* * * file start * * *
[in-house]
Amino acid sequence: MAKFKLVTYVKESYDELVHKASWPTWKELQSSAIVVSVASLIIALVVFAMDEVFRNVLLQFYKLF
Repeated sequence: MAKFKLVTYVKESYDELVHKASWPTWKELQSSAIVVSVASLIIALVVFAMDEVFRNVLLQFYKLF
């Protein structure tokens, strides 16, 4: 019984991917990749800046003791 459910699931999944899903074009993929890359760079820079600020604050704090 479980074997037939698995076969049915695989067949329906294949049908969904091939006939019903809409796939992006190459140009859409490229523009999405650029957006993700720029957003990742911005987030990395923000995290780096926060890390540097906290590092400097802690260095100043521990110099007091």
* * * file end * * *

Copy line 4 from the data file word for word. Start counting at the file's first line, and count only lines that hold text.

């Protein structure tokens, strides 16, 4: 019984991917990749800046003791 459910699931999944899903074009993929890359760079820079600020604050704090 479980074997037939698995076969049915695989067949329906294949049908969904091939006939019903809409796939992006190459140009859409490229523009999405650029957006993700720029957003990742911005987030990395923000995290780096926060890390540097906290590092400097802690260095100043521990110099007091």